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    Early onset retinal dystrophies: Clinical clues to diagnosis for pediatricians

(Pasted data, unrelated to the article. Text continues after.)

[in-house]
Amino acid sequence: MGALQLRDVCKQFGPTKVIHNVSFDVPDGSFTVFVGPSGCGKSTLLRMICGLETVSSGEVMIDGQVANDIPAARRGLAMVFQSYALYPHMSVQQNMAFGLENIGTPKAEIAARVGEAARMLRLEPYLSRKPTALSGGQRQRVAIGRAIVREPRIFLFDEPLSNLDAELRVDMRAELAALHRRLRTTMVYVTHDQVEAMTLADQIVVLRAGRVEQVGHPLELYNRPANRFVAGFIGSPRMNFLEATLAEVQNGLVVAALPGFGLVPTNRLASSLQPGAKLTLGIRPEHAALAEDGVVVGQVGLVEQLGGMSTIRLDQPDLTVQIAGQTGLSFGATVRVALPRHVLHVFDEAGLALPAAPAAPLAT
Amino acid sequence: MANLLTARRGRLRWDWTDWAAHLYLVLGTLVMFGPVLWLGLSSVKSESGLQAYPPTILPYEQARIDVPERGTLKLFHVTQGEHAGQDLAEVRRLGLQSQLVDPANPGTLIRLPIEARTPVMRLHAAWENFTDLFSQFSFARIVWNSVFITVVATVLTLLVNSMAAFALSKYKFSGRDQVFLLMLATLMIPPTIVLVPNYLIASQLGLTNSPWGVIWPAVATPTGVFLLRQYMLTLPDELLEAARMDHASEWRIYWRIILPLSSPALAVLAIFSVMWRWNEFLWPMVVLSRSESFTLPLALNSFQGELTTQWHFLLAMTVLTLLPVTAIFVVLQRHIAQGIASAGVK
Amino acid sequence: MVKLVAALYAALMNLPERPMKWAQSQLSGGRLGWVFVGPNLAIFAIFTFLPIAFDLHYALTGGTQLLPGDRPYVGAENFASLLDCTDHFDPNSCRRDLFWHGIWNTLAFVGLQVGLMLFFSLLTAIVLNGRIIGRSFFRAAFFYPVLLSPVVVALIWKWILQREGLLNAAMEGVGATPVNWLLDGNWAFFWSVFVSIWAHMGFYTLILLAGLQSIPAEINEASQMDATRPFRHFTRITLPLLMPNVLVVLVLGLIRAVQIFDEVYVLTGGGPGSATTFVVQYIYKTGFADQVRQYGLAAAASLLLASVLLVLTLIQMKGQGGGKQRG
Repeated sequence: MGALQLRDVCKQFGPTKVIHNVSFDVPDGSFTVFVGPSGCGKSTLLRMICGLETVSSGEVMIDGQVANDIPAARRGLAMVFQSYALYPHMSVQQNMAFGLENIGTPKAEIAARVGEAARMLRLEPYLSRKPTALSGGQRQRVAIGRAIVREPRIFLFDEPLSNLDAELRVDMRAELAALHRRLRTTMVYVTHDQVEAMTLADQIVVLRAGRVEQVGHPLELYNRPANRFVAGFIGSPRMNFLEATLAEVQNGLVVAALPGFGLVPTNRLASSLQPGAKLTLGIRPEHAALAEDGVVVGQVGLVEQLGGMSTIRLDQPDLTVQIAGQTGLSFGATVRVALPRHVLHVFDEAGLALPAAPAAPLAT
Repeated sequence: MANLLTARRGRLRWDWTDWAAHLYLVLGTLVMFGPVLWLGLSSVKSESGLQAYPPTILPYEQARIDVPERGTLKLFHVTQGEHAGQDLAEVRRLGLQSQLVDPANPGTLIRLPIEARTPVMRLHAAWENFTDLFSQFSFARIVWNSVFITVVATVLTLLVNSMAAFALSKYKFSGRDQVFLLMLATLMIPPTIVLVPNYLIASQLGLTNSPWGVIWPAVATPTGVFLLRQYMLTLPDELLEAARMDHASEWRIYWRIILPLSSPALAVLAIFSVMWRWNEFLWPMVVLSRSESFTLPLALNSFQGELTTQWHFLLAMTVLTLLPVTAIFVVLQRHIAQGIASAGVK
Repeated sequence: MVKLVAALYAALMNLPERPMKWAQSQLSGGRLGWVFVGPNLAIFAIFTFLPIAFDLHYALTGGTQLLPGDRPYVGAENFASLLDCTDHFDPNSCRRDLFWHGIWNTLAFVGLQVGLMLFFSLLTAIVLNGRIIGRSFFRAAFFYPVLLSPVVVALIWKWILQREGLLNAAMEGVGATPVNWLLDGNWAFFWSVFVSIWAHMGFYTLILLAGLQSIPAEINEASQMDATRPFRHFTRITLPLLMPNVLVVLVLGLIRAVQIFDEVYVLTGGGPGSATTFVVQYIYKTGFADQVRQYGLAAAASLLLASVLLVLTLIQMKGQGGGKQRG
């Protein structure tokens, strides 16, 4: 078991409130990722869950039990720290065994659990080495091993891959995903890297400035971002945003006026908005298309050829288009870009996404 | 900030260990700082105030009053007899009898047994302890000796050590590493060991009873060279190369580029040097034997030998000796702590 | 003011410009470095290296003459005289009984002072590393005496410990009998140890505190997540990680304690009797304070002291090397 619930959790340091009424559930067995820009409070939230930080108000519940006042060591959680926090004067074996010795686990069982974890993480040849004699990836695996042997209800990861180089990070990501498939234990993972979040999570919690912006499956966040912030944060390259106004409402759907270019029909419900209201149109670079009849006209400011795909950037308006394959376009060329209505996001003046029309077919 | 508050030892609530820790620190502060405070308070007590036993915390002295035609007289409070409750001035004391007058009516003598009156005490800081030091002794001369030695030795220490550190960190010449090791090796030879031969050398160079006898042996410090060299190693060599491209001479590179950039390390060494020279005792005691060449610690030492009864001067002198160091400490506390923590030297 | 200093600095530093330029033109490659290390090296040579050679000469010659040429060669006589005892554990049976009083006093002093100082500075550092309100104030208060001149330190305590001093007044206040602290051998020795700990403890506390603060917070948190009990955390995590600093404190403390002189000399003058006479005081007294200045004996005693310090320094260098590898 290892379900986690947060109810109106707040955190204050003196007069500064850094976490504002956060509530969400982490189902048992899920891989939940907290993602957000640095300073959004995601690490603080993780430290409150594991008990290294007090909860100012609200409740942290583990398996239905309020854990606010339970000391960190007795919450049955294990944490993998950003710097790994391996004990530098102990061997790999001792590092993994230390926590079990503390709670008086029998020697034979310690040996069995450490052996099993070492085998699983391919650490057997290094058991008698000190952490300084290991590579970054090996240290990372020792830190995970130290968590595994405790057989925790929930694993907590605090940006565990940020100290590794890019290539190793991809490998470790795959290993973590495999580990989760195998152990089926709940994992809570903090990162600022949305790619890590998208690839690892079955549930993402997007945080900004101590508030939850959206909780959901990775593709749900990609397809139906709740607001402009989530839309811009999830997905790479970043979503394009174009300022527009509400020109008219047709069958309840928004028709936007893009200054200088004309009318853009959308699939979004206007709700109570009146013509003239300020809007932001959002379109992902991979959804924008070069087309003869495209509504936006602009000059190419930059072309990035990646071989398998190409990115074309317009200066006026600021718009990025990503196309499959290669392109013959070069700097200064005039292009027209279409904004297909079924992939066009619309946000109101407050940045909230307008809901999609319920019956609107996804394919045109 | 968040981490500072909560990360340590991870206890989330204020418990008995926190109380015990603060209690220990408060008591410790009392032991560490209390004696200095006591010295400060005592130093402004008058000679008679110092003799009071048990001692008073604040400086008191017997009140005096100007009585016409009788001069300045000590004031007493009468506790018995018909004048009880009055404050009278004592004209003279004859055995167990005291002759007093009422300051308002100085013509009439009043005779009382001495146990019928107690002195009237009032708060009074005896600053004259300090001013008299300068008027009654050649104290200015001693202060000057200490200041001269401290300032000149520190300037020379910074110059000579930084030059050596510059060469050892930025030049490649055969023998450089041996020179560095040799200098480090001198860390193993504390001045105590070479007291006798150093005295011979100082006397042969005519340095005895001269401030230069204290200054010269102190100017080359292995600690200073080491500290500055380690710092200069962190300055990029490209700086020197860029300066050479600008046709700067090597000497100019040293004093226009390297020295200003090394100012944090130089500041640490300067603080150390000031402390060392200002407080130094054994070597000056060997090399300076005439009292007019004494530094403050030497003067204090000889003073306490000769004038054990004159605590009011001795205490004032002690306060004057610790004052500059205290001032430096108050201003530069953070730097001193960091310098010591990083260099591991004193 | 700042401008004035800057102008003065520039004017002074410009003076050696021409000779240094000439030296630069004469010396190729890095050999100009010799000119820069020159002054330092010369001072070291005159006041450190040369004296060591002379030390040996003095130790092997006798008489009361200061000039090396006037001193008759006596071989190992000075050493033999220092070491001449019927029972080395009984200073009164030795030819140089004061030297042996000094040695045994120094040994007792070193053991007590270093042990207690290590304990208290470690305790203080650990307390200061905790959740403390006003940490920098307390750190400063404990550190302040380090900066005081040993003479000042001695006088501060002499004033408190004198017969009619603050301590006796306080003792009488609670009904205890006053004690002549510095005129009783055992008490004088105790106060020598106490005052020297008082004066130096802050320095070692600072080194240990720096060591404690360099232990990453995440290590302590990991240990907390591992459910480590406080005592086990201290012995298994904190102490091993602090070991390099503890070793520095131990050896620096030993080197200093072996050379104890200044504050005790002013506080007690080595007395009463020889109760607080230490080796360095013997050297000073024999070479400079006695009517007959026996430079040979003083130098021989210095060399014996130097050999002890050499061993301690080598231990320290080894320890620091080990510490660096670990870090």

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    Introduction: Inherited retinal dystrophies are major cause of severe progressive vision loss in children. Early recognition and diagnosis are essential for timely visual rehabilitation during the appropriate stages of the visual development, as well as for genetic diagnosis and possible gene therapy. The aim of this study is to characterize a pattern of the initial visual symptoms, which could help the pediatricians and the primary care providers to suspect an inherited retinal disorder in its early stage. Methods: We analyzed the initial clinical symptoms, based on parental report during the first visit to specialist, in 50 children diagnosed with retinal dystrophy confirmed by full-field electroretinography. The analysis included the age of symptoms onset and the type of visual symptoms, both in the total population and in the following diagnostic subgroups: rod-cone dystrophy (n.17), cone-rod dystrophy (n.12), achromatopsia (n.13), congenital stationary night blindness (n.6) and Leber's congenital amaurosis (n.2). Results: The majority of children (80%) had the onset of clinical symptoms before one year of age. The most frequent visual complaints reported by parents were nystagmus (76%), visual loss (28%) and photophobia (8%). Nystagmus was the first symptom reported by parents if the disease onset was before the age of six months, while the onset after the six months of age was more likely associated with the complain of vision loss. Conclusions: Low vision and nystagmus observed by parents, particularly in the first year of life, may represent a red flag, prompting an appropriate ophthalmological workup for inherited retinal dystrophy
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